Writers: Justin Jordan & Dan Didio
Artist: Kenneth Rocafort
Colorist: Daniel Brown
Publisher: DC Comics
Review by Greg Brothers
One of the things that typically bothers me when these large events happen is that we rarely see what happens to some of the innocent citizens. Over in Dark Nights: Metal a giant mountain appeared in the middle of Gotham city. While the event has covered how this has affected heroes and introduced some new characters, we have not been shown how it has affected some regular citizens. Sideways #1 starts to change that, for at least one person, as we meet Derek James.
James is a high school junior. He and his mother had been in Gotham city the day that the mountain appeared. While he and his mother were separated, Derek fell into a rift and was missing four days. When he returned, he had the ability to open new dimensions at will and go anywhere he can imagine.
The idea of Sideways is not one that is particularly groundbreaking in its initial presentation. The concept of a teenager who happens into his powers and decides to use them more for entertainment than for heroics can be seen from the first comics. However, what Didio and Johnson do in Sideways #1 is make it feel connected with the times. While in the past it may have been about getting the girl, Derek decides to start a YouTube Channel showing him using his powers to go wherever he wants. And thankfully he is not always as polished at it as he would hope. It fits the personality that they are presenting Derek with perfectly.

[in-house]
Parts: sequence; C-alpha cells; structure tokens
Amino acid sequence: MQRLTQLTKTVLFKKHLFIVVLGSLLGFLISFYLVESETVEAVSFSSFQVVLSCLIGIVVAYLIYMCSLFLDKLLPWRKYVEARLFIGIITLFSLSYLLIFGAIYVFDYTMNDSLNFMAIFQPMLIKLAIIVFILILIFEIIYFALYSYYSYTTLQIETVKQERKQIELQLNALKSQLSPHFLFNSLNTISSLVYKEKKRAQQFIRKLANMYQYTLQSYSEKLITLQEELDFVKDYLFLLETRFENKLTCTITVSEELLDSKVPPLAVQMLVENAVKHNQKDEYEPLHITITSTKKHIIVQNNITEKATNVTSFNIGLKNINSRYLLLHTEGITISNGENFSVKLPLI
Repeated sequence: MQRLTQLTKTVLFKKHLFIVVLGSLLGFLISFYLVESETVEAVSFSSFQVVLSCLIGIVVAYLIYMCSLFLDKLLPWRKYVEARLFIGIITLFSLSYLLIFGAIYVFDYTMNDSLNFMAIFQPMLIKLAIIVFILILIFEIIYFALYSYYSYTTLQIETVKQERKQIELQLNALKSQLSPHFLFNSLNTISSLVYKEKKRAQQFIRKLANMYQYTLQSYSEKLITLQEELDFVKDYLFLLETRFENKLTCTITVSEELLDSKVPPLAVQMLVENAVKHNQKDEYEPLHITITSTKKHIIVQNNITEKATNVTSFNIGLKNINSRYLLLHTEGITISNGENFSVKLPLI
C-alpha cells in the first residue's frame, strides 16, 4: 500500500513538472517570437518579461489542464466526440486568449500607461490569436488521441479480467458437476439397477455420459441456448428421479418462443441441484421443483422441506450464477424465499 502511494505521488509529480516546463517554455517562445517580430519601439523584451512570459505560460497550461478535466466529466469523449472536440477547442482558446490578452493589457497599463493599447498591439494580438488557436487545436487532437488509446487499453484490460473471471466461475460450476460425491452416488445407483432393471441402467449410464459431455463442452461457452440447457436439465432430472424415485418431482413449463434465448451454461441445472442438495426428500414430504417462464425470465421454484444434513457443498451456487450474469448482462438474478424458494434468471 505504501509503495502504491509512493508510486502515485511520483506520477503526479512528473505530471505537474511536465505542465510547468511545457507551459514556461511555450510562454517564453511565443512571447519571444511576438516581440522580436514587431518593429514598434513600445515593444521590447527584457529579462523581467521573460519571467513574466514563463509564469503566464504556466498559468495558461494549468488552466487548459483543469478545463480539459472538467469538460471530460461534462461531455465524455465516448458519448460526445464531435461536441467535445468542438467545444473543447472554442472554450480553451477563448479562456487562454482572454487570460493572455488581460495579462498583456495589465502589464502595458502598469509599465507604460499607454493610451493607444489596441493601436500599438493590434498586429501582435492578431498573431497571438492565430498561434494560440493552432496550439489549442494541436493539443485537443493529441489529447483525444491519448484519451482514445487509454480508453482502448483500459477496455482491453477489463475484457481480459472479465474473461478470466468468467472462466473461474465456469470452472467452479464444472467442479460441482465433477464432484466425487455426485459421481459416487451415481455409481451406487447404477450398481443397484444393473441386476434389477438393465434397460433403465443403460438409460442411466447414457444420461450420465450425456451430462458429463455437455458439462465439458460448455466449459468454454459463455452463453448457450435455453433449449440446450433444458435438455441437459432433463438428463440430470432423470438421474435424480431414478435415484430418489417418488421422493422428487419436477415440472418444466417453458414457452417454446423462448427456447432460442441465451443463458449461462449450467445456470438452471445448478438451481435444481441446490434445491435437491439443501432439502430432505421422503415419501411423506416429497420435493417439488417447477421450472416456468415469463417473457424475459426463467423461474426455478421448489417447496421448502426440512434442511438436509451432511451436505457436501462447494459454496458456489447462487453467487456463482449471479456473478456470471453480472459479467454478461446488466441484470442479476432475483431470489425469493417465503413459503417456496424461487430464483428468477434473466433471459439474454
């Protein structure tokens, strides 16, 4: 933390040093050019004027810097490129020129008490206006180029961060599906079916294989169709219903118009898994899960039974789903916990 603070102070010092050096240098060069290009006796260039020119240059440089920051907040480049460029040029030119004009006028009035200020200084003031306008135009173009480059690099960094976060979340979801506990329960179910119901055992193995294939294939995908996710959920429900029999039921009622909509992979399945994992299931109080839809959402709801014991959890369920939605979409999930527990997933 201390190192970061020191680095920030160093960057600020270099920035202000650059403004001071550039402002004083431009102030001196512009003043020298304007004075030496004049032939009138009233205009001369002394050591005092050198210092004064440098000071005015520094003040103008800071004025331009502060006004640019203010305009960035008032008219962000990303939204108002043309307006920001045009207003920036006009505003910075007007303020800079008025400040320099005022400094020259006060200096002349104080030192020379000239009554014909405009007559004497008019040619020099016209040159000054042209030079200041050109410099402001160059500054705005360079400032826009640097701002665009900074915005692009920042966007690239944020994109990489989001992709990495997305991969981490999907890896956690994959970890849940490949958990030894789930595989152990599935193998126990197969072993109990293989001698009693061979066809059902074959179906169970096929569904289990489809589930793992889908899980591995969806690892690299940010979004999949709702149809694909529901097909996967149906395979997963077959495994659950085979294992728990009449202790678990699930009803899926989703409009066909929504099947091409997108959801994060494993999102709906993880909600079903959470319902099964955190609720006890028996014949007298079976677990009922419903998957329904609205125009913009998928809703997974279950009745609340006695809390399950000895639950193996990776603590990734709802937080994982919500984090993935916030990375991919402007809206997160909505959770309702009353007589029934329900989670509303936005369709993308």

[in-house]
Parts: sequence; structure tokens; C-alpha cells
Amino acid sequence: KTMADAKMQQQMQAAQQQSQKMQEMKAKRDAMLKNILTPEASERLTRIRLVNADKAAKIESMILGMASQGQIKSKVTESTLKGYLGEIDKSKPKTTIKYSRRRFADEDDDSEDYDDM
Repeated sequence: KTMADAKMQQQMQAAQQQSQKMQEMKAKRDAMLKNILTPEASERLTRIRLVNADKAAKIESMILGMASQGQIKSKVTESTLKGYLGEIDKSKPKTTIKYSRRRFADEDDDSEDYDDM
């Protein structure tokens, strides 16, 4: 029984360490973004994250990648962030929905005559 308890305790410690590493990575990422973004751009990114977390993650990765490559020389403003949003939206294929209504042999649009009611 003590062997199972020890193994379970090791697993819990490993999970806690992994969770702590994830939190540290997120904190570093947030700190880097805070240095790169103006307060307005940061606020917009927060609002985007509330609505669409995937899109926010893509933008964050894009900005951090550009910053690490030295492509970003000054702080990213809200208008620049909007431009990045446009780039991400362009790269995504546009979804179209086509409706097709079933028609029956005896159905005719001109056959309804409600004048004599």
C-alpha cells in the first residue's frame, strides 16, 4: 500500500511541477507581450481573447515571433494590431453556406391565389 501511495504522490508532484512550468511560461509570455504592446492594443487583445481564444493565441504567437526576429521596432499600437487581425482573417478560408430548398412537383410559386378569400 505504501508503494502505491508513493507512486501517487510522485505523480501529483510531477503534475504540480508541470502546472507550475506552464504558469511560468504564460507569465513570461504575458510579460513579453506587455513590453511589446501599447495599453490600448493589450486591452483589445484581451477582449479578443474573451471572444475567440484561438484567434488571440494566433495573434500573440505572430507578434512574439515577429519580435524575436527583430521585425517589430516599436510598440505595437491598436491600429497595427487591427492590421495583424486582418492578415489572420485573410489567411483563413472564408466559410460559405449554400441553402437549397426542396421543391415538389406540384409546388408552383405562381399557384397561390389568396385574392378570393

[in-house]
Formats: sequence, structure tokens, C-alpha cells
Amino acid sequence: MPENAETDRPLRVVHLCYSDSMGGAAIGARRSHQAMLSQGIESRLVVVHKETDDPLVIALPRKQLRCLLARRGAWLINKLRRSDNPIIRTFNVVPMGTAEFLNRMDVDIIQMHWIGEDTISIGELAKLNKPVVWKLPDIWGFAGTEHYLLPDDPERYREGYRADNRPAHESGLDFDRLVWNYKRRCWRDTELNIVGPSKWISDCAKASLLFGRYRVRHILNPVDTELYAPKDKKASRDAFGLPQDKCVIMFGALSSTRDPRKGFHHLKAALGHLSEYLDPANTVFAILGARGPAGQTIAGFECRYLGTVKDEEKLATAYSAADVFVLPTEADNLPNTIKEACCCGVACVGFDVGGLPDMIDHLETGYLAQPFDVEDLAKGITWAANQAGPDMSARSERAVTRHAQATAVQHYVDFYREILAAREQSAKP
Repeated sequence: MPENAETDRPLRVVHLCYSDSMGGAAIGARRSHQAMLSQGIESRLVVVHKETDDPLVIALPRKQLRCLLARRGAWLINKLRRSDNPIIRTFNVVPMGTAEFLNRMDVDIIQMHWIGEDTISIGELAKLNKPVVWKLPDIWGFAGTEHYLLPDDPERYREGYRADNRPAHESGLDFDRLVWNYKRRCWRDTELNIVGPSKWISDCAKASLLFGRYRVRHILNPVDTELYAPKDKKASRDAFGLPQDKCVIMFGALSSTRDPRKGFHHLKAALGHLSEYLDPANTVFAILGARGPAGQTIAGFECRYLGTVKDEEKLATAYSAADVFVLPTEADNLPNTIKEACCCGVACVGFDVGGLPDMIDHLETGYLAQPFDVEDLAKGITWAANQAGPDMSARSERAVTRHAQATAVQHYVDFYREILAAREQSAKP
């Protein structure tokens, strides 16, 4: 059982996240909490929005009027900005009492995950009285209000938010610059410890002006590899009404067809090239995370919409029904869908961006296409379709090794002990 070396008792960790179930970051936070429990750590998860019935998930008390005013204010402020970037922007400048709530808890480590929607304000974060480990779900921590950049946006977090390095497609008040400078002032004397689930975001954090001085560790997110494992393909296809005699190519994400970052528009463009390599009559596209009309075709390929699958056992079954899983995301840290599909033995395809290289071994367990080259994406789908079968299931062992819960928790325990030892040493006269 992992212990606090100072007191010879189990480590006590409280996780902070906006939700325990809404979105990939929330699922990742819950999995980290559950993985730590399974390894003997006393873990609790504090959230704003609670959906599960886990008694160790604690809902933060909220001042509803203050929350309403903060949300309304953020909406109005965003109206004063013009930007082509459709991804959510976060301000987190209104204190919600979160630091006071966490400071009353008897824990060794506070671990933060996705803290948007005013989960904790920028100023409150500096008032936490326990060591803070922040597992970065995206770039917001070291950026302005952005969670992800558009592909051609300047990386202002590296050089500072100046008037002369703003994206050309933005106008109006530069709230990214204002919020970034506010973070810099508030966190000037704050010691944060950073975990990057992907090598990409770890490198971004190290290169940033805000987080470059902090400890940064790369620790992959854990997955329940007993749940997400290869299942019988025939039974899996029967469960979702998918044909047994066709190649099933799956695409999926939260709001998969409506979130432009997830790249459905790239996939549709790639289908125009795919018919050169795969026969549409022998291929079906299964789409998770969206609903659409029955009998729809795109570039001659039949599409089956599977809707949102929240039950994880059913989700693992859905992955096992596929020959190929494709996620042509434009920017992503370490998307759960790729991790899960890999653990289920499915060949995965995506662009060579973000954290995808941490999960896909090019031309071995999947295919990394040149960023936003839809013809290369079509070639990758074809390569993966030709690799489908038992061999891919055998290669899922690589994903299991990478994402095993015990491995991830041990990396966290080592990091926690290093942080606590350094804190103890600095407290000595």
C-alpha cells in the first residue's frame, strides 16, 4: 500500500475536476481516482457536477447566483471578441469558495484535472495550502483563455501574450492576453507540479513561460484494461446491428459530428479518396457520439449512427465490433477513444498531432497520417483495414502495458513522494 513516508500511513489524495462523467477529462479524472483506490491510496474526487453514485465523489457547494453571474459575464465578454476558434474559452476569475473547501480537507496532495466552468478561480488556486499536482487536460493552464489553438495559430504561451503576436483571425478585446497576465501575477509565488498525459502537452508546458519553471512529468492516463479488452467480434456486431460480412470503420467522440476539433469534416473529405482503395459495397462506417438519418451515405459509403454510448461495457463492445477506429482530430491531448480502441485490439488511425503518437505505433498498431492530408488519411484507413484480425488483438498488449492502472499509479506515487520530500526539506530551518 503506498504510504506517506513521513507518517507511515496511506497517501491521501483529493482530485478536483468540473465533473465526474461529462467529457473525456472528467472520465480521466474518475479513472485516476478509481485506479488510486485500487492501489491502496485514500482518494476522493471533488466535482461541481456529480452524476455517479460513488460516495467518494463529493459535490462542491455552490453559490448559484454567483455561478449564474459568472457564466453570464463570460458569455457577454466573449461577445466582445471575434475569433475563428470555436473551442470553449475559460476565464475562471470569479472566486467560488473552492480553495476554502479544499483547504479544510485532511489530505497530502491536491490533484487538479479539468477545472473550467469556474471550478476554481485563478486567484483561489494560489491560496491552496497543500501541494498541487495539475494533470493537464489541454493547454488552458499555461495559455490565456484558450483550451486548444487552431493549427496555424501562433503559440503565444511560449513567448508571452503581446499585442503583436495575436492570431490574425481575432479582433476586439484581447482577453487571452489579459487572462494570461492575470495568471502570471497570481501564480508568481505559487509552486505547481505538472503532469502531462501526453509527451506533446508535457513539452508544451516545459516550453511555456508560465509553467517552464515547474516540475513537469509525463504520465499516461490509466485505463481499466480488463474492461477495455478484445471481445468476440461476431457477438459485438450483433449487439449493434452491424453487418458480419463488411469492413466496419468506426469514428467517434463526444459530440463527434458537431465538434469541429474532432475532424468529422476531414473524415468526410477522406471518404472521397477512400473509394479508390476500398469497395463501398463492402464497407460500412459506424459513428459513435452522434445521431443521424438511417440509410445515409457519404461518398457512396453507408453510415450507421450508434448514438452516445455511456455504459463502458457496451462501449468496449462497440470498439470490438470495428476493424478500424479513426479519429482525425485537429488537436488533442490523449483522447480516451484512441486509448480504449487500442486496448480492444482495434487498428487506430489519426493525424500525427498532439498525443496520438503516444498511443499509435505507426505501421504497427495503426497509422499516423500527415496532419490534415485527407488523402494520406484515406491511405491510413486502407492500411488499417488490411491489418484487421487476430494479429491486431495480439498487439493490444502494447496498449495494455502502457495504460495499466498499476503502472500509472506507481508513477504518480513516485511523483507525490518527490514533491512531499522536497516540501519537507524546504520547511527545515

His relationship with his friends and family helps to highlight that personality within Sideways #1. Instead of the brooding teenager who does not get along with his family, we are presented with a person who, while a typical teenager, has a healthy and loving relationship with them. It is a pleasant change and helps the book stand out in one way.
Rocafort’s art is the true highlight throughout Sideways #1. Too many times when a hero is supposed to be a teenager in high school they are presented with overgrown muscles and a perfect square chin. Rocafort designs characters that fit the typical high school student. Besides the character designs and the bright colors, Rocafort uses a variety of unique panel shapes and sizes. It allows the reader to follow along the action easier and helps to represent how Derek’s powers work.
Verdict: Buy it.
While Sideways #1 does not break a ton of new ground when it comes to origin stories, what it does do is take some of those traditional and predictable tropes and twist them to help make them stand out a bit more. Not having a tragic event that leads to him taking on a mantle allows for Derek to keep his upbeat personality for now and, that is a refreshing change.